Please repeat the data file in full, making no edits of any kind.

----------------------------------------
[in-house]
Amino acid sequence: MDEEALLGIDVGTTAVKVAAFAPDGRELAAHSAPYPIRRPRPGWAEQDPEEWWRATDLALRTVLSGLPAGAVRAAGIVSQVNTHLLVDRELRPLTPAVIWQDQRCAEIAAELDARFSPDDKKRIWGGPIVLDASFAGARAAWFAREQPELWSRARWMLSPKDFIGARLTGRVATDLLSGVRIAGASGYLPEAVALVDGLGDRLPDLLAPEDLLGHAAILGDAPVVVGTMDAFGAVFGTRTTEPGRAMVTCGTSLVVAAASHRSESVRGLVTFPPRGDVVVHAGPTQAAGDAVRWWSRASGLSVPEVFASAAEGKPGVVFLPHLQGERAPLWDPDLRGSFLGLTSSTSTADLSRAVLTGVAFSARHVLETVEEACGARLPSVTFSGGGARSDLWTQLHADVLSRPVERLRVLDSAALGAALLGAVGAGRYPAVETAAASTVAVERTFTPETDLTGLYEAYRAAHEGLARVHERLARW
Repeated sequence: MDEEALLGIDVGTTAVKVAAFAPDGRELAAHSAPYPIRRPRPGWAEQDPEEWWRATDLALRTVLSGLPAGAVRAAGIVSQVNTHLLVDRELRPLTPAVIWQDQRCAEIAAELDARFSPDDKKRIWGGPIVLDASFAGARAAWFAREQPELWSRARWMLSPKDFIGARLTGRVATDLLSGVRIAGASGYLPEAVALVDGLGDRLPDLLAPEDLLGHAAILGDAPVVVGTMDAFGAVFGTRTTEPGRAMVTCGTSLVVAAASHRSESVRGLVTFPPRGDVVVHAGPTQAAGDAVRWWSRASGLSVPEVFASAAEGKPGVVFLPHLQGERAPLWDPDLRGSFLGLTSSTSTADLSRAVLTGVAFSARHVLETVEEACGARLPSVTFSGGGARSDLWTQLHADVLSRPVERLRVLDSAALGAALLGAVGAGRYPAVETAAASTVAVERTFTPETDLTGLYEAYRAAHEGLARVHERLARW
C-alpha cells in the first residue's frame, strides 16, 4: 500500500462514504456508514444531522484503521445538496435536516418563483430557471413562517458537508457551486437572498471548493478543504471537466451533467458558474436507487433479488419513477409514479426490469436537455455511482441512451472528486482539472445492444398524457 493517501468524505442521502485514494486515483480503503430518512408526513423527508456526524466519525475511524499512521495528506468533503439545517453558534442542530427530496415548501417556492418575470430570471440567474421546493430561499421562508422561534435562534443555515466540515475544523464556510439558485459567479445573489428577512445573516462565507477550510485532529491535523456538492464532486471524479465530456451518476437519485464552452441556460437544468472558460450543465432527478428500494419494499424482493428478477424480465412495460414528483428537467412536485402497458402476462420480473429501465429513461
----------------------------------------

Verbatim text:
[in-house]
Amino acid sequence: MDEEALLGIDVGTTAVKVAAFAPDGRELAAHSAPYPIRRPRPGWAEQDPEEWWRATDLALRTVLSGLPAGAVRAAGIVSQVNTHLLVDRELRPLTPAVIWQDQRCAEIAAELDARFSPDDKKRIWGGPIVLDASFAGARAAWFAREQPELWSRARWMLSPKDFIGARLTGRVATDLLSGVRIAGASGYLPEAVALVDGLGDRLPDLLAPEDLLGHAAILGDAPVVVGTMDAFGAVFGTRTTEPGRAMVTCGTSLVVAAASHRSESVRGLVTFPPRGDVVVHAGPTQAAGDAVRWWSRASGLSVPEVFASAAEGKPGVVFLPHLQGERAPLWDPDLRGSFLGLTSSTSTADLSRAVLTGVAFSARHVLETVEEACGARLPSVTFSGGGARSDLWTQLHADVLSRPVERLRVLDSAALGAALLGAVGAGRYPAVETAAASTVAVERTFTPETDLTGLYEAYRAAHEGLARVHERLARW
Repeated sequence: MDEEALLGIDVGTTAVKVAAFAPDGRELAAHSAPYPIRRPRPGWAEQDPEEWWRATDLALRTVLSGLPAGAVRAAGIVSQVNTHLLVDRELRPLTPAVIWQDQRCAEIAAELDARFSPDDKKRIWGGPIVLDASFAGARAAWFAREQPELWSRARWMLSPKDFIGARLTGRVATDLLSGVRIAGASGYLPEAVALVDGLGDRLPDLLAPEDLLGHAAILGDAPVVVGTMDAFGAVFGTRTTEPGRAMVTCGTSLVVAAASHRSESVRGLVTFPPRGDVVVHAGPTQAAGDAVRWWSRASGLSVPEVFASAAEGKPGVVFLPHLQGERAPLWDPDLRGSFLGLTSSTSTADLSRAVLTGVAFSARHVLETVEEACGARLPSVTFSGGGARSDLWTQLHADVLSRPVERLRVLDSAALGAALLGAVGAGRYPAVETAAASTVAVERTFTPETDLTGLYEAYRAAHEGLARVHERLARW
C-alpha cells in the first residue's frame, strides 16, 4: 500500500462514504456508514444531522484503521445538496435536516418563483430557471413562517458537508457551486437572498471548493478543504471537466451533467458558474436507487433479488419513477409514479426490469436537455455511482441512451472528486482539472445492444398524457 493517501468524505442521502485514494486515483480503503430518512408526513423527508456526524466519525475511524499512521495528506468533503439545517453558534442542530427530496415548501417556492418575470430570471440567474421546493430561499421562508422561534435562534443555515466540515475544523464556510439558485459567479445573489428577512445573516462565507477550510485532529491535523456538492464532486471524479465530456451518476437519485464552452441556460437544468472558460450543465432527478428500494419494499424482493428478477424480465412495460414528483428537467412536485402497458402476462420480473429501465429513461